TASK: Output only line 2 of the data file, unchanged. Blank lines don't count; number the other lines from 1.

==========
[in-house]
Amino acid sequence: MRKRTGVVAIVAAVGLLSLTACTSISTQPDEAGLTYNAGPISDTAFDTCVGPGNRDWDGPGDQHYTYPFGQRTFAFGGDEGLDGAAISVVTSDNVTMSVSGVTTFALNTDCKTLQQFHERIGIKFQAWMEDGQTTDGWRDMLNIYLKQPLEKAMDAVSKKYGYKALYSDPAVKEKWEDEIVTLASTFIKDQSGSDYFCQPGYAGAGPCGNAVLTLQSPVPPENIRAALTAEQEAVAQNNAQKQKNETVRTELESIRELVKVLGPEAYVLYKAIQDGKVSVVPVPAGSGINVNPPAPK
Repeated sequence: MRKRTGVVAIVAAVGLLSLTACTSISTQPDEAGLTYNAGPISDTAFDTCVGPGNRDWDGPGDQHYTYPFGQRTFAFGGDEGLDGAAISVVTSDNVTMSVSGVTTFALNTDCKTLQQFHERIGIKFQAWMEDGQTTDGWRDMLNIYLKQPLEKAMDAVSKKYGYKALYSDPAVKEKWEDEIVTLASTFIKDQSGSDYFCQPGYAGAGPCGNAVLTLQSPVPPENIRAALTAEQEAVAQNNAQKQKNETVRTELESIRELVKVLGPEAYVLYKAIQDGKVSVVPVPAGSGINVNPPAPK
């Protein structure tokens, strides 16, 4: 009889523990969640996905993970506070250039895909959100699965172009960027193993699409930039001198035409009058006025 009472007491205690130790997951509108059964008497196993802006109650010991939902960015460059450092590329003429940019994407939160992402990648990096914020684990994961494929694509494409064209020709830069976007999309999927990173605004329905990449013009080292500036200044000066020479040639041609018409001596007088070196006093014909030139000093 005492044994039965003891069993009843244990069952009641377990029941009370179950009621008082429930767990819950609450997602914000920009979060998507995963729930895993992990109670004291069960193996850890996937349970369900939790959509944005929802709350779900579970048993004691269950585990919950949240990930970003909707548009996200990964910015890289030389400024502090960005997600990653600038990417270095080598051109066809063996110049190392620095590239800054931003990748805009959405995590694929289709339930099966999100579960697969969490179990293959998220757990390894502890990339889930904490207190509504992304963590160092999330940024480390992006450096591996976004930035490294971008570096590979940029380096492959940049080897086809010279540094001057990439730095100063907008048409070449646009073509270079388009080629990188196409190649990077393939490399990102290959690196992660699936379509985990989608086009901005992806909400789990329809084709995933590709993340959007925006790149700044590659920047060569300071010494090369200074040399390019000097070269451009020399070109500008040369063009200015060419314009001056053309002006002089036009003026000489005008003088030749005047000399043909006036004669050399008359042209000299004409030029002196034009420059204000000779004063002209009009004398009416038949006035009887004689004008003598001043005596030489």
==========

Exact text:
Amino acid sequence: MRKRTGVVAIVAAVGLLSLTACTSISTQPDEAGLTYNAGPISDTAFDTCVGPGNRDWDGPGDQHYTYPFGQRTFAFGGDEGLDGAAISVVTSDNVTMSVSGVTTFALNTDCKTLQQFHERIGIKFQAWMEDGQTTDGWRDMLNIYLKQPLEKAMDAVSKKYGYKALYSDPAVKEKWEDEIVTLASTFIKDQSGSDYFCQPGYAGAGPCGNAVLTLQSPVPPENIRAALTAEQEAVAQNNAQKQKNETVRTELESIRELVKVLGPEAYVLYKAIQDGKVSVVPVPAGSGINVNPPAPK